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‘I Agreed to What?’ – Federal Court Decision May Increase Scrutiny of Online Terms and Conditions

Can a consumer be bound by an arbitration agreement contained in online terms and conditions by merely signing in to an Internet-connected service? In a recent opinion that should strike a note of caution among businesses, a federal judge in New York held such an arbitration agreement unenforceable. This decision should serve as a reminder to businesses operating online to ensure that consumers are given clear, conspicuous notice of online terms and conditions, an opportunity – and encouragement – to review those terms, and, where possible, a manner of actively assenting to the terms.

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Exclusion clause for “care, custody and control” does not apply to the principal activities of the insured

By Chantal Noël, from our Insurance Law Practice Group.

September 13, 2016 — This was upheld by the Quebec Superior Court in 3457265 Canada inc. c. 9124-8948 Québec inc., 2016 QCCS 2462.

In this case, the activities of the insured were the repair and maintenance of aircraft in its workshops located at the airports of Saint-Mathieu-de-Belœil and Mirabel. The liability insurance policy issued by the insurer provided the following relevant provisions:

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EEOC Releases Retaliation Guidance – Employment Law This Week

Featured on Employment Law This Week:  The Equal Employment Opportunity Commission (EEOC) has issued new guidance on workplace retaliation.

The EEOC’s final guidance on retaliation includes concrete examples of retaliation issues that the courts have largely agreed upon, as well as expanded definitions of “adverse action” and “causal connection.” The guidance also describes “promising practices” for reducing the possibility of retaliation, including anti-retaliation training and proactive follow-up with potential targets. Retaliation has become the most frequent form of employment claim across business sectors. The percentage of EEOC charges in this area has almost doubled since the last guidance was issued. Our colleague David Marden is interviewed.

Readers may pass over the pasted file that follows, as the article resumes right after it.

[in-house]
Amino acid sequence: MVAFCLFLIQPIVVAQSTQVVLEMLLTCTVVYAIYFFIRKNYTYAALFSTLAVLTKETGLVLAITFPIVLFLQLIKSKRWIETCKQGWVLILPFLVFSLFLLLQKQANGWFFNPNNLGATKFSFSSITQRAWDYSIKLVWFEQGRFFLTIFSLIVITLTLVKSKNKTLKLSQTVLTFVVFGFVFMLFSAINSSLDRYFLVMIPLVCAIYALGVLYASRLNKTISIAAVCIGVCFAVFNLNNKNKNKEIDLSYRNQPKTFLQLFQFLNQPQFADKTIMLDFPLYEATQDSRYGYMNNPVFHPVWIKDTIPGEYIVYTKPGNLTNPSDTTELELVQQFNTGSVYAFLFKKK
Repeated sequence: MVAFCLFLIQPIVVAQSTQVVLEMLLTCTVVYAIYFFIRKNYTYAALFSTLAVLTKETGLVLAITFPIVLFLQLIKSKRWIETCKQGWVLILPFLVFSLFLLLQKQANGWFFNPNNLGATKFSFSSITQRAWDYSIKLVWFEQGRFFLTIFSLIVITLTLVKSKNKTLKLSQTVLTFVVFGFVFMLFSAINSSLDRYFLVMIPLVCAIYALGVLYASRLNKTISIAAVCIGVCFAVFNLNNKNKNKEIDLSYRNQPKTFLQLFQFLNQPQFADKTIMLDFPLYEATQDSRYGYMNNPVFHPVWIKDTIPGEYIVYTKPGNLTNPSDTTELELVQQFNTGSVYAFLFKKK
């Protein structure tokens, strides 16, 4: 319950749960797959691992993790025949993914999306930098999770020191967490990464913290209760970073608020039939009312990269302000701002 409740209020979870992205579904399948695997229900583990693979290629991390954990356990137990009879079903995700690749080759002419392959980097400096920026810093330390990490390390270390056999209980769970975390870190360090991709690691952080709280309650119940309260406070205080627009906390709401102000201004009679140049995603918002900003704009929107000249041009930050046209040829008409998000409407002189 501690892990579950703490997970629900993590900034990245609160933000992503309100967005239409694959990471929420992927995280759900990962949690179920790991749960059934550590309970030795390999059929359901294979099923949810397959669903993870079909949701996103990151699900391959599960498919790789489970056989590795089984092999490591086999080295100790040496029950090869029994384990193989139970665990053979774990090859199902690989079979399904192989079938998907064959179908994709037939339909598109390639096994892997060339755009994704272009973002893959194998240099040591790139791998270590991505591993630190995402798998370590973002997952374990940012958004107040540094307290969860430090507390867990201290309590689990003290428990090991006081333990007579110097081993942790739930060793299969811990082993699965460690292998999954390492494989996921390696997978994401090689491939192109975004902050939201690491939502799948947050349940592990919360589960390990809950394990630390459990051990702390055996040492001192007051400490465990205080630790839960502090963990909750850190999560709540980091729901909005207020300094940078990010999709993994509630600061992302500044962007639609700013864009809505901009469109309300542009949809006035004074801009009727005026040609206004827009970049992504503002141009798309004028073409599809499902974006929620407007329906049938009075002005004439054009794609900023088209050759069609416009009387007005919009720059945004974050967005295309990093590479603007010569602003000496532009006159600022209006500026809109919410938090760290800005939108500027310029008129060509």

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New immigration regulations and an employment department update

New Immigration Regulations – Self-paid personal income tax in advance using PND 93 will no longer be accepted for long-term visa and/or visa extension applications.

Thailand’s Immigration Bureau has changed the requirements for personal income tax documents that need to be submitted for long-term visa applications and/or extensions. The change applies to visa applications for both the regular process and rapid process at the One Stop Service Center (OSSC). The new Regulations became effective on September 5, 2016. The submission of self-paid personal income tax in advance using the PND 93 will no longer be accepted. Only the officially certified copy of the monthly salary withholding tax (PND 1) will be accepted.

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Massachusetts: Legislation regulating transportation network companies becomes law

In early August, Massachusetts’ Gov. Charlie Baker signed Bill H.4570 into law, promptly declaring that the legislation creates a modern statewide regulatory framework for transportation network companies, with a priority on public safety.

According to the governor, the measure includes support for the following, ensuring that Massachusetts remains a leader for innovative new technologies:

  • Transparent pricing
  • Properly marked and inspected vehicles
  • Clear insurance standards
  • Authorization of service at Boston Logan International Airport and the Boston Convention and Exhibition Center
  • The strongest state background check requirements in the nation